Chesapeake Bay Foundation: Md. Plan Underfunded
BALTIMORE (AP) — Maryland’s bay restoration strategy is underfunded and may not get the job done as promised, the Chesapeake Bay Foundation said Tuesday.
Alison Prost, the foundation’s Maryland Executive Director, said Maryland is more than halfway to its bay restoration goals, but said lawmakers must provide more money and make policy changes “or we risk further disappointment after decades of unfulfilled promises to restore a national treasure.”
Those steps include dedicated funding for upgrading sewage treatment plants and storm water systems. Policies also must be changed to manage pollution from sprawl development, Prost said.
The foundation raised the concerns in formal comments submitted on the second phase of the state’s restoration strategy. The six states in the bay watershed are being required by the federal Environmental Protection Agency to submit detailed restoration plans.
The foundation sued the EPA over the slow pace of the restoration effort previously led by bay states, but settled after the federal agency took charge. Despite decades of restoration, the bay has seen stocks of once commercially important species such as oysters plummet and water quality worsen.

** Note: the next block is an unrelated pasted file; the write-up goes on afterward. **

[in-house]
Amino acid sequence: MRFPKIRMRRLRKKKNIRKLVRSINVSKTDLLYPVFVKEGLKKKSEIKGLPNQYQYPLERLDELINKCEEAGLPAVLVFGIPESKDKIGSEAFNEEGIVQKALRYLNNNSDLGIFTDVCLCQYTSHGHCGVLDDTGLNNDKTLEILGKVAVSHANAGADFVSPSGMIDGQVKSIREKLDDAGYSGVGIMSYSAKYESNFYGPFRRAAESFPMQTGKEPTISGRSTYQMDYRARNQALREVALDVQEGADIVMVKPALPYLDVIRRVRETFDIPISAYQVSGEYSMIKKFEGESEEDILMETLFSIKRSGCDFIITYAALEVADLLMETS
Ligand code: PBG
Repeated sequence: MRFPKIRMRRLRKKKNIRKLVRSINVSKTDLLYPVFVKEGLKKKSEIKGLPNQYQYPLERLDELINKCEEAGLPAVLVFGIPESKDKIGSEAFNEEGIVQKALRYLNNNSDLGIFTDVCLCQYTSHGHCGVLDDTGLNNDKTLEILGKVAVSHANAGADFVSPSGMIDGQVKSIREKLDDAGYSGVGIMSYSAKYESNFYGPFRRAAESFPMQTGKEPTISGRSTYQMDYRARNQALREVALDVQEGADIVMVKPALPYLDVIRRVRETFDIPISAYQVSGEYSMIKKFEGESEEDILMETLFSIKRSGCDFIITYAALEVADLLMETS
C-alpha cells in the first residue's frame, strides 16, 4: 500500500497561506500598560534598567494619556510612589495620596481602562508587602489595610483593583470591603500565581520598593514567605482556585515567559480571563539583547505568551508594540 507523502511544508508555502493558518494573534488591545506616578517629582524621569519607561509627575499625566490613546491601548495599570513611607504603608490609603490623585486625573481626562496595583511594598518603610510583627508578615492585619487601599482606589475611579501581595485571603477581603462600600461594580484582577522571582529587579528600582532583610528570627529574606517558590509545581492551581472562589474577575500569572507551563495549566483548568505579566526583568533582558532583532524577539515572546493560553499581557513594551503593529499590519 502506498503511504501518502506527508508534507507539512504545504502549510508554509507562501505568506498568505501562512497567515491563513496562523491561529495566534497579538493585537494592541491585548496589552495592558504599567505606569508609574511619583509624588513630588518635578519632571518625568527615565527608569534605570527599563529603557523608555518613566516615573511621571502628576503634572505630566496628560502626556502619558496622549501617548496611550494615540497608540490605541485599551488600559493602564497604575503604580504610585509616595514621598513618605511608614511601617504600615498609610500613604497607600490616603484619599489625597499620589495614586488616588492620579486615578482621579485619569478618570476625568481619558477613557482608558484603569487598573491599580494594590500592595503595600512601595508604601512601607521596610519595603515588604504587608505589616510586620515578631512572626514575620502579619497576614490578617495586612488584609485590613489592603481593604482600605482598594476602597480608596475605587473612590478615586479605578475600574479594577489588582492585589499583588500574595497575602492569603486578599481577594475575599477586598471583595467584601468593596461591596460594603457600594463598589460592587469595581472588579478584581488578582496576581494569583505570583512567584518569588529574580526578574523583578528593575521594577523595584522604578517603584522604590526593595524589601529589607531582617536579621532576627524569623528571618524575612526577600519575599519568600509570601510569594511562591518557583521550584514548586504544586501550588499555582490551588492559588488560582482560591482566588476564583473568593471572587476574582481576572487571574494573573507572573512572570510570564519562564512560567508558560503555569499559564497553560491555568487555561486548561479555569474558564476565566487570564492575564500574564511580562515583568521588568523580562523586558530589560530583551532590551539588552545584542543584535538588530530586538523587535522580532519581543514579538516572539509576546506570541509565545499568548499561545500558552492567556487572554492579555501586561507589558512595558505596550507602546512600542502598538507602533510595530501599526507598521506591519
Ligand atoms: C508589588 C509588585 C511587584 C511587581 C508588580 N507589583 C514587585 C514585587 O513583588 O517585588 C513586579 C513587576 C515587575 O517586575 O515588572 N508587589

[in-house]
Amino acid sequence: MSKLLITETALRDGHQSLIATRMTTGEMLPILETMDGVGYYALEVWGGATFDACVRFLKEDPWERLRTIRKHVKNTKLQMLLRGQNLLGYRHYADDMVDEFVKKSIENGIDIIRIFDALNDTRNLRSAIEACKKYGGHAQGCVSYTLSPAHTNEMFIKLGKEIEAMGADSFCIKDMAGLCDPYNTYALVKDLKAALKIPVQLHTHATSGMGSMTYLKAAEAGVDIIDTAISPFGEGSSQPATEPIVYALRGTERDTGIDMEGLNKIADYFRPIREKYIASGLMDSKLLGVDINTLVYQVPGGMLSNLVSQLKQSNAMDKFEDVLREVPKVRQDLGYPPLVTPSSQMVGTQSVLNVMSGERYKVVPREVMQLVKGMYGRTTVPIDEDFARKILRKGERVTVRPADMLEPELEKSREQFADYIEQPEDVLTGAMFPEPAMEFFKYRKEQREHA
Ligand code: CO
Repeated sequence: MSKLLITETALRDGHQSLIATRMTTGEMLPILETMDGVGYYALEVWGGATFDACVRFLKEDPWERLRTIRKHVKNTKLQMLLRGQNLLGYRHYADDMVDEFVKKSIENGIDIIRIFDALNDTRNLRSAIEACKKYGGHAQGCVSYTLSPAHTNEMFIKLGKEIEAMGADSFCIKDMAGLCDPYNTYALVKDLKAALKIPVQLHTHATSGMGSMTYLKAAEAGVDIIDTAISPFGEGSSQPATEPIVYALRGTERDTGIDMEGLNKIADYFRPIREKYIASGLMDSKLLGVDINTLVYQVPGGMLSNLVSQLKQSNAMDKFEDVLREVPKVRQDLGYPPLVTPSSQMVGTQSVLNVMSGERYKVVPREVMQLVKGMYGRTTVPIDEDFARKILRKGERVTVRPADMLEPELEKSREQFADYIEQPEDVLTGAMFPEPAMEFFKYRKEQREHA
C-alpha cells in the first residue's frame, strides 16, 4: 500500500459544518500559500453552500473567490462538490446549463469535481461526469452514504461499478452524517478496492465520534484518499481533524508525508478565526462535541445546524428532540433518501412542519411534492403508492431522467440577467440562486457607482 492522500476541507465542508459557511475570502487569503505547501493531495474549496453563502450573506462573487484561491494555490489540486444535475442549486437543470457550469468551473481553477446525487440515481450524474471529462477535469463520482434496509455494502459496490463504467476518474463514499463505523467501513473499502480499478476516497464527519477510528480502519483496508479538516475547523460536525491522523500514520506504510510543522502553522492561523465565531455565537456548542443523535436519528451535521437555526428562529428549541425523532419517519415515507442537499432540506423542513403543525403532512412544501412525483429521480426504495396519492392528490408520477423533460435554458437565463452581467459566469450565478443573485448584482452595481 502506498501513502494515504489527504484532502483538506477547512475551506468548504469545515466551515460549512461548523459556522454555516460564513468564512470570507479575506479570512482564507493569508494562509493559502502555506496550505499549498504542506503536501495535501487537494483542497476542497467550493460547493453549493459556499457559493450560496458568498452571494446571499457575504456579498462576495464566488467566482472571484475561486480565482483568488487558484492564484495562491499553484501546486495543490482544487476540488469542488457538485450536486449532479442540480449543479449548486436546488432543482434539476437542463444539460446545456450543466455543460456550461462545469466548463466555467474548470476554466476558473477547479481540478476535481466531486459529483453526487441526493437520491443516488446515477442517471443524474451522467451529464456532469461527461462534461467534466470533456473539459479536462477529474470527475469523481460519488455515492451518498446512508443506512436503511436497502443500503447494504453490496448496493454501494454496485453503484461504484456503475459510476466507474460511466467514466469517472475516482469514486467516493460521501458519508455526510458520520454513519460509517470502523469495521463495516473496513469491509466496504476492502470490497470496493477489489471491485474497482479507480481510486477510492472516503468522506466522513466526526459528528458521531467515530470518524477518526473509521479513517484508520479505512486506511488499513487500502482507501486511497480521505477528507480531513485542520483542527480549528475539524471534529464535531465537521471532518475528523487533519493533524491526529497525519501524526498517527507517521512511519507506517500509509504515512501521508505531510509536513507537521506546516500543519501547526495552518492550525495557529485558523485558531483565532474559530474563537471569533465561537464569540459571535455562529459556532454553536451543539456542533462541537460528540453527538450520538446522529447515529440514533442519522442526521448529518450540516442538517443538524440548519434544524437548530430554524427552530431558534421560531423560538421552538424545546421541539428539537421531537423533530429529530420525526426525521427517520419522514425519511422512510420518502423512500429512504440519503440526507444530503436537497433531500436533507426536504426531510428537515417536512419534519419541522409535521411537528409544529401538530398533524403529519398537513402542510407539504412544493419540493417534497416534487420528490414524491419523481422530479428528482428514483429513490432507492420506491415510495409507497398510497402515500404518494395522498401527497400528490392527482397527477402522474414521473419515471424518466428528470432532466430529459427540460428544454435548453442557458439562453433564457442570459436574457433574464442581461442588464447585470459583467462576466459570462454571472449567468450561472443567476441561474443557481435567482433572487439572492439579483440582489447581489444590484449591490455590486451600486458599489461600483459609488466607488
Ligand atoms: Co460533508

However, the call by the foundation for more bay funding comes during a tough budget year in Annapolis.
Senate President Thomas V. Mike Miller warned lawmakers earlier this month that they will be dealing with one of the most contentious state budgets ever, including a potential income tax increase to help close a $1.1 billion deficit.
The bay foundation said the state plan doesn’t include dedicated funding to improve local storm water systems, or concrete plans to reduce pollution from septic systems. The plan was also criticized for lacking specific plans or funding for accelerating farm conservation beyond current voluntary measures and a lack of clarity on how local governments will be held accountable for cutting bay pollution.
Gov. Martin O’Malley has proposed legislation to tighten control of pollution from septic systems, including limits on development, for the second straight year, but the future of the bill is unclear. The governor is also supporting a bill to double the state’s “flush tax,” a $30 annual tax on sewer bills that funds upgrades to wastewater treatment plants.
The EPA meanwhile announced Tuesday that it was making $4 million in grants available for bay restoration efforts. The grants are for projects such as road maintenance and flood plain management to cut pollution of waterways as well as aid to local governments to design and implementation pollution reduction efforts.
Environmentalists have argued that restoring the bay can create jobs in sectors ranging from tourism to aquaculture and commercial and recreational fishing. However, development and farm interests have sued to block the EPA’s restoration strategy, questioning the science behind the plan and its impact on the economy.
Prost said the restoration effort is at a critical point.
“We can provide thousands of jobs for Marylanders, and clean water for our children and grandchildren to enjoy. But if we falter now, the window of opportunity closes, perhaps forever,” Prost said.
(Copyright 2012 by The Associated Press. All Rights Reserved.)